I loved “Wolf Hall”, but I was spooked by it too. The voice is so true: I have my suspicions that Hilary Mantel actually is Thomas Cromwell. Rachel Cooke, Observer
Doing the Tudors to death?
By Roger Childs
The famous English dynasty has been the subject of numerous films, TV series and books.
Henry VIII’s colourful reign has been the major feature of these, and many readers will be familiar with Philippa Gregory’s The Other Boleyn Girl et al. She has written novels on all six of Henry’s wives.
Hilary Mantel takes a different approach, and tells Henry’s story from the perspective of one of England’s greatest politicians and reformers: Thomas Cromwell.
So far, she has produced two novels which will rank amongst the finest of the early 21st century.
Fans eagerly await the third volume in the trilogy.
A story ripe for the telling
In Wolf Hall Mantel tells Cromwell’s incredible story, from his brutal childhood as the son of a Putney brewer and blacksmith, to his unchallenged position as Henry VIII’s chief adviser and fixer.
His is a tale of extraordinary social mobility, as the leading figures in English society and politics at the time were usually born into aristocratic or gentry families.
Thomas Cromwell was a brawler in his youth and fled to Europe to avoid being beaten to death by his father.
On the continent he became a soldier, trader, linguist, banker, contact man and wheeler dealer.
Returning to England, he becomes a lawyer and possesses just the right combination of skills for a king desperate to have a legitimate male heir to leave his crown to.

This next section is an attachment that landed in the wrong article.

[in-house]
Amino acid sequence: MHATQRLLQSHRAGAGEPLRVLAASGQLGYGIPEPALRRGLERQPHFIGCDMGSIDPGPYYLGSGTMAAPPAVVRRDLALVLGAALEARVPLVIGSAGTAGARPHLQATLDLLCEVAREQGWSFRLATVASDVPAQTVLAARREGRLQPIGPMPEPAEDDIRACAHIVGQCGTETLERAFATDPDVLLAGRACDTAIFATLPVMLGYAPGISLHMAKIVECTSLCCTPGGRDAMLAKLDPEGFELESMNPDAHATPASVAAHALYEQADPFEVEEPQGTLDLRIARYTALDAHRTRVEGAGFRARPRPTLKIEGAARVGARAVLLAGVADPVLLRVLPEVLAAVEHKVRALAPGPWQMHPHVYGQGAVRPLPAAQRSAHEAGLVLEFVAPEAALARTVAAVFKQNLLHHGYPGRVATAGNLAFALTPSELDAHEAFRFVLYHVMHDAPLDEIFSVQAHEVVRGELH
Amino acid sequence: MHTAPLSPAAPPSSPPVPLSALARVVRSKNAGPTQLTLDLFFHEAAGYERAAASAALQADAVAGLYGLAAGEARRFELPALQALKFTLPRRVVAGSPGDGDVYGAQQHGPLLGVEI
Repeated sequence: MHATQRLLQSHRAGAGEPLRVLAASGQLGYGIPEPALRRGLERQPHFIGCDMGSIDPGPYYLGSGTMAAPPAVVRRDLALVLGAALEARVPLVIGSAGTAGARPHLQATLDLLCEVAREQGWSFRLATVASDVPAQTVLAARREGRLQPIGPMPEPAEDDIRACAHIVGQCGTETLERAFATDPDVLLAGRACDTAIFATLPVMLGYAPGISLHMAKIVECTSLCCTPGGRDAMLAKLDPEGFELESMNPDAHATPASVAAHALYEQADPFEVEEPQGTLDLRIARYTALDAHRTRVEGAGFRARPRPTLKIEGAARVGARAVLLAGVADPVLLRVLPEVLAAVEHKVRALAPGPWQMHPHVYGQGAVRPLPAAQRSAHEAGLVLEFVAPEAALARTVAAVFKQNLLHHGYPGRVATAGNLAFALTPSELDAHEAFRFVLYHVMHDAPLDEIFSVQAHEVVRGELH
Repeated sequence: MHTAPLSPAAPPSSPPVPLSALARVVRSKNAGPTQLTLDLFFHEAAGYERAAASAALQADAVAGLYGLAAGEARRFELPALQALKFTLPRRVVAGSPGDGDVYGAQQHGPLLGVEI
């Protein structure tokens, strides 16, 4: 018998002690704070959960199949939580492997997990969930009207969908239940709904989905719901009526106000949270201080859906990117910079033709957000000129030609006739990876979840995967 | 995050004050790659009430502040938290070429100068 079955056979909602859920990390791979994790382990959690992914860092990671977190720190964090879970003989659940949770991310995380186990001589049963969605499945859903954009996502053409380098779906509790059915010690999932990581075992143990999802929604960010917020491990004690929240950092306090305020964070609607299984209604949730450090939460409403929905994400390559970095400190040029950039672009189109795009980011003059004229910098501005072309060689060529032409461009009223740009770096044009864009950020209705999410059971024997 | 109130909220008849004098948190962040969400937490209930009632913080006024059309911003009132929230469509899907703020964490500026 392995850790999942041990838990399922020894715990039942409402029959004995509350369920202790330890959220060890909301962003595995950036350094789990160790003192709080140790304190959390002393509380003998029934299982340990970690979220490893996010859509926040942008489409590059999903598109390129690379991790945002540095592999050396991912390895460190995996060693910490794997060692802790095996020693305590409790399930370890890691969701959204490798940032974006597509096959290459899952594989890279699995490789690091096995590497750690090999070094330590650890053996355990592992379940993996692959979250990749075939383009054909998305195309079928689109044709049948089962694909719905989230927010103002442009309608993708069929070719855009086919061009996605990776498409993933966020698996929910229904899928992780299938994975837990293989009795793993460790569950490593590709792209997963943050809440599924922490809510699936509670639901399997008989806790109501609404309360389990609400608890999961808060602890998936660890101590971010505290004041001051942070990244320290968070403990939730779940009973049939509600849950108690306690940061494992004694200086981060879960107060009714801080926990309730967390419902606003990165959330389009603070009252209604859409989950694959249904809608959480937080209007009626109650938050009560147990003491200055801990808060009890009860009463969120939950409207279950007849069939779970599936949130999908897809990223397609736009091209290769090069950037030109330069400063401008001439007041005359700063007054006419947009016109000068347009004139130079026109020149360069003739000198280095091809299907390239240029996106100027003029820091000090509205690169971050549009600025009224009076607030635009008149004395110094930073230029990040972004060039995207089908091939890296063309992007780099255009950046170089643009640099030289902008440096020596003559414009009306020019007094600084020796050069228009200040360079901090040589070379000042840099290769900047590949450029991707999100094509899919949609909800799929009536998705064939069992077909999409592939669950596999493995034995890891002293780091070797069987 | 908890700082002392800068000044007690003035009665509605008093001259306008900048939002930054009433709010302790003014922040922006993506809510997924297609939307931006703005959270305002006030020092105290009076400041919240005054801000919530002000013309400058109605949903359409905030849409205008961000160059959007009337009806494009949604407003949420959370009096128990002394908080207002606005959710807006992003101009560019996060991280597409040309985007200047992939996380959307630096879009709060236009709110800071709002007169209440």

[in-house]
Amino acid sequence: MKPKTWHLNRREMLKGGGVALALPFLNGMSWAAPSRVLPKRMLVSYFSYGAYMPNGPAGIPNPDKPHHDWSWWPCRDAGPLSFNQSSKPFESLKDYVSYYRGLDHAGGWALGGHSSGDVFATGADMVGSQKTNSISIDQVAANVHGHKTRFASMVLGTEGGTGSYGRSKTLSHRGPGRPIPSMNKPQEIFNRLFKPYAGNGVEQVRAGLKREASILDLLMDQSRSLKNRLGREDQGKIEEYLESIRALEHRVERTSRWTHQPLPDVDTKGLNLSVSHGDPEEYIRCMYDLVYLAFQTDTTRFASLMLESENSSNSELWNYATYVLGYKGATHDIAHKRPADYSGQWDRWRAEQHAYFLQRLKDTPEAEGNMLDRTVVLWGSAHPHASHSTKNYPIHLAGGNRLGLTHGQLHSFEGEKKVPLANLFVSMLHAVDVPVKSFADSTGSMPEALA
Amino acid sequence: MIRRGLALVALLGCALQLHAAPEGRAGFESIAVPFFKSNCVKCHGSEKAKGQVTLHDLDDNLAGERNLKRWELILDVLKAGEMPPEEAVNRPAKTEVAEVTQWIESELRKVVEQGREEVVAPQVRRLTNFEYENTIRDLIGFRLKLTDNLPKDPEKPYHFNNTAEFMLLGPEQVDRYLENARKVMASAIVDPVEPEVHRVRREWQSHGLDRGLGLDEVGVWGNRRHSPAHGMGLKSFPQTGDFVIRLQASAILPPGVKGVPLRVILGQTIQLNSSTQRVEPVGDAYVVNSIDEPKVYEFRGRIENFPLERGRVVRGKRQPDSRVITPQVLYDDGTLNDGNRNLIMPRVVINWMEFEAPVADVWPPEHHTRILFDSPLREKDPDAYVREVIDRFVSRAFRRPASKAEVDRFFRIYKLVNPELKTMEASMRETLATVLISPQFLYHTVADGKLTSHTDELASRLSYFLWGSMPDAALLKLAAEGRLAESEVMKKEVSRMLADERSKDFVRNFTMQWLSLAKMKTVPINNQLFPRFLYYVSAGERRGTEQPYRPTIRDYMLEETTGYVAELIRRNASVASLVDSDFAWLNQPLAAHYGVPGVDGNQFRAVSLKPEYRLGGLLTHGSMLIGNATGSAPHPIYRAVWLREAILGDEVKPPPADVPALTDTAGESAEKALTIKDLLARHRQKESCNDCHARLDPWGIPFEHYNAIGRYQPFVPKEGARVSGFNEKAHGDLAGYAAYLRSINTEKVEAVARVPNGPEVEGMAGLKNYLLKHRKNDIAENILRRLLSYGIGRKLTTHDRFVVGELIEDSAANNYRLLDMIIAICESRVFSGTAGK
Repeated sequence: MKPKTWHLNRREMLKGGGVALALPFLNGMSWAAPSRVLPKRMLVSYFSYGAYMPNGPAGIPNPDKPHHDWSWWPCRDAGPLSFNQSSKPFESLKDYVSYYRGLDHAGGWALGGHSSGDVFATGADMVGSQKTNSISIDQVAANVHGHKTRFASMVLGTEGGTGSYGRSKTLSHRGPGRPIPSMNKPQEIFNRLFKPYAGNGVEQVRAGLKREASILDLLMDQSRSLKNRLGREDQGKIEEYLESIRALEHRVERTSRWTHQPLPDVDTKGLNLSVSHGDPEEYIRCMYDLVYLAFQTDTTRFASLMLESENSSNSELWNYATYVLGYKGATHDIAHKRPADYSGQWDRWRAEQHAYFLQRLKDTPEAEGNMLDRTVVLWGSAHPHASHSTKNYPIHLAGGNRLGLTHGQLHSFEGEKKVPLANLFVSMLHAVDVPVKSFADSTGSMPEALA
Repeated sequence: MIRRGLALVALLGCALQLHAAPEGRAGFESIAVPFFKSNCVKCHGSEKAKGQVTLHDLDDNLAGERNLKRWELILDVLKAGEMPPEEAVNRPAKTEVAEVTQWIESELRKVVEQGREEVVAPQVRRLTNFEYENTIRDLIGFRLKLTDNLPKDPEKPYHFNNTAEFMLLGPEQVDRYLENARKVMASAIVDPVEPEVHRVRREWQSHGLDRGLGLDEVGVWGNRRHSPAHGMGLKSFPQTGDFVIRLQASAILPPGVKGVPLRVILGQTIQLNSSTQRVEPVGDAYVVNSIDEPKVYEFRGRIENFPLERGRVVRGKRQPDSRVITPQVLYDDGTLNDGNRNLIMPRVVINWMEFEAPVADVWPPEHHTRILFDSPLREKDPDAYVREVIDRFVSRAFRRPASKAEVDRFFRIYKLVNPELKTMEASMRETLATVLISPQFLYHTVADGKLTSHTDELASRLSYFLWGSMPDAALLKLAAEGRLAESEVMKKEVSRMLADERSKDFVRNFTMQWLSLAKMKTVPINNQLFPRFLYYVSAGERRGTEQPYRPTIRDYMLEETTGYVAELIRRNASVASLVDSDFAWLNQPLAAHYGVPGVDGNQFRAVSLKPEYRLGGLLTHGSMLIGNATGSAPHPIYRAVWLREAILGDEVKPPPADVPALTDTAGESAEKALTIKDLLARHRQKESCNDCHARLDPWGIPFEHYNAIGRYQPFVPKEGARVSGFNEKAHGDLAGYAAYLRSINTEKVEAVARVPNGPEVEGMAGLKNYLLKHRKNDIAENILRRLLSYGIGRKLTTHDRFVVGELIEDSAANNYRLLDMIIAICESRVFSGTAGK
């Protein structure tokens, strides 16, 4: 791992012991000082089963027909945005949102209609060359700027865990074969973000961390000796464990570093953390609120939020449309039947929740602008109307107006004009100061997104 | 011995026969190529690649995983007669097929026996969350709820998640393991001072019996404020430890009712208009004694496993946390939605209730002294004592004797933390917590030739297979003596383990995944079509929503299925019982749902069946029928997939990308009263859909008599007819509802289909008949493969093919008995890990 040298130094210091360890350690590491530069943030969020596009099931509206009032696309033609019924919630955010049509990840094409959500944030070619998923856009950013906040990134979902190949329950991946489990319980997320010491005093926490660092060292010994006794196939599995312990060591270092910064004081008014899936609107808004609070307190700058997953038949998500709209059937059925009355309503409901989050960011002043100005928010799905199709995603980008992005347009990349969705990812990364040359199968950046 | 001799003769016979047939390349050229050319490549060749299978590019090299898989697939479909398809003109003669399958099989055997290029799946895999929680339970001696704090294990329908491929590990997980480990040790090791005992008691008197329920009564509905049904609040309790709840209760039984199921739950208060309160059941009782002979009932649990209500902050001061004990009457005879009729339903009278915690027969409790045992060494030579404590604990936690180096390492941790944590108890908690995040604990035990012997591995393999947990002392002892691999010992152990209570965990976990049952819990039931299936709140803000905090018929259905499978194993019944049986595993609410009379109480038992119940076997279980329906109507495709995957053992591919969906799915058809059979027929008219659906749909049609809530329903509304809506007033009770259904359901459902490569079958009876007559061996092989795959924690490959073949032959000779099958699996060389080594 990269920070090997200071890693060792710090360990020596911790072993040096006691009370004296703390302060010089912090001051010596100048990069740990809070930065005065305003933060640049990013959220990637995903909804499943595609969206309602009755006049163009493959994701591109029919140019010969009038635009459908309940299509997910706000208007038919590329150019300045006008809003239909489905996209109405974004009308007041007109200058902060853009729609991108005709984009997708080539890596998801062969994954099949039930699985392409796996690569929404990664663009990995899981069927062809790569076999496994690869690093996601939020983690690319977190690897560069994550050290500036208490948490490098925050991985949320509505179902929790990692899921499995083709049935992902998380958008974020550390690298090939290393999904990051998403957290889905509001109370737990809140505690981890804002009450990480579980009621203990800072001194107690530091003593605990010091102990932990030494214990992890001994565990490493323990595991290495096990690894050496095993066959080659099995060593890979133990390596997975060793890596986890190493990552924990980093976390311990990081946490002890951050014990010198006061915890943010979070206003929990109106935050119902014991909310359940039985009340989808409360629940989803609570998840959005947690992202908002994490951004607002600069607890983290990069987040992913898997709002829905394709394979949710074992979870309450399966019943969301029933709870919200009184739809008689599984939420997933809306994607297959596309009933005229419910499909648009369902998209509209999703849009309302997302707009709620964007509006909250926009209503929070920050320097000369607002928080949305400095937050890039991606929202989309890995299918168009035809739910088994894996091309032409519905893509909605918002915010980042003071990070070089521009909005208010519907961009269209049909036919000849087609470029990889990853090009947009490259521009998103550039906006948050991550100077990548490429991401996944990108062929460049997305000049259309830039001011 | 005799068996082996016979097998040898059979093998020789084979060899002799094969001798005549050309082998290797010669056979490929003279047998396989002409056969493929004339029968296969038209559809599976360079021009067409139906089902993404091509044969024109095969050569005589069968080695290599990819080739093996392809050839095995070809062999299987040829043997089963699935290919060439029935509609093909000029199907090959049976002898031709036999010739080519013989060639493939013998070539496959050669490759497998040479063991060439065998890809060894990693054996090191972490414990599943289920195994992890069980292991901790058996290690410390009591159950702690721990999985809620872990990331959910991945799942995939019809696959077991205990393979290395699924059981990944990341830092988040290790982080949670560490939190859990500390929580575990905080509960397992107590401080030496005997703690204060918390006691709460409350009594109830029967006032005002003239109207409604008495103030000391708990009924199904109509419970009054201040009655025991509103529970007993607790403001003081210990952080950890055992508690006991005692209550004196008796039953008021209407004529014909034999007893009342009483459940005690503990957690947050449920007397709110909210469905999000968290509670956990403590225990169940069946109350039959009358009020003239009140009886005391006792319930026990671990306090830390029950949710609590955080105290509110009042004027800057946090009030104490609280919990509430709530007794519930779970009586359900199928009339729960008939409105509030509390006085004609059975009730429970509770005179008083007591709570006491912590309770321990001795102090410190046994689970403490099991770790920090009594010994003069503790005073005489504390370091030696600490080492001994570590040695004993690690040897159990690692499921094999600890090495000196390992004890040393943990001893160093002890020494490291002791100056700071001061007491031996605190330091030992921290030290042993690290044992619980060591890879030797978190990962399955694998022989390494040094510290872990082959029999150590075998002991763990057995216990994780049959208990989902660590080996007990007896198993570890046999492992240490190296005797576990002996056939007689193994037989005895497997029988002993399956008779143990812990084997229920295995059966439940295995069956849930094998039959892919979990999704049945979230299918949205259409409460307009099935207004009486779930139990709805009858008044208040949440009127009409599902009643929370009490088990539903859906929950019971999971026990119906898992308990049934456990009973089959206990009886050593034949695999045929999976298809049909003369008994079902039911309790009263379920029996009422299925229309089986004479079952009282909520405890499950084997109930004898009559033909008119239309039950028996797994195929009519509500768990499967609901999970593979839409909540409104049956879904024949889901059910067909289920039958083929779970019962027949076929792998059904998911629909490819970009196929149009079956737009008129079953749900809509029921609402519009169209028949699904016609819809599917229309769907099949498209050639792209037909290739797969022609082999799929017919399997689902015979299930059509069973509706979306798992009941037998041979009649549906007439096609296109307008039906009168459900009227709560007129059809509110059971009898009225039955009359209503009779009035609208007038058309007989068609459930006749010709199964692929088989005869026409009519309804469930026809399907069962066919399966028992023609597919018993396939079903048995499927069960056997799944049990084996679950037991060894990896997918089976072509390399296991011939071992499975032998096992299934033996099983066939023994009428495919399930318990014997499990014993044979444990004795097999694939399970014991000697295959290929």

Quality worthy of a Booker Prize
The panel deciding on the winner of this highly prestigious literary award, don’t always get it right.
However in selecting Wolf Hall for the 2009 Man Booker Prize, their instincts were spot on.
This is literature of the highest quality. Hilary Mantel tells the story from the point of view, observations and experience of Cromwell himself. This is no easy task, however the author pulls it off brilliantly.
Her description, back-grounding and conversations are perfect pitch and the result is a spell-binding and exciting tale of intrigue and deception, loyalty and betrayal, love and lust, and brilliance and brutality in mid 16th century England.
We get Thomas Cromwell, warts and all: devoted family man, loyal friend, vigorous promoter, shrewd negotiator, successful trader and astute reformer; and most important of all – hard working Master Secretary to King Henry VIII.
Mantel helps the reader with a full Cast of the Characters at the start. This is a fascinating story which impels the reader to keep turning the pages, however it is also complicated, and being able to refer back to check on “who was who” is a bonus.
Hanging out for more!
Many of you will have read Wolf Hall and the equally good sequel Bring Up The Bodies.
Nor surprisingly, the latter won Mantel another Booker.
Hilary Mantel has promised a third volume on Master Cromwell.
This is eagerly awaited, however she has a very hard act to follow!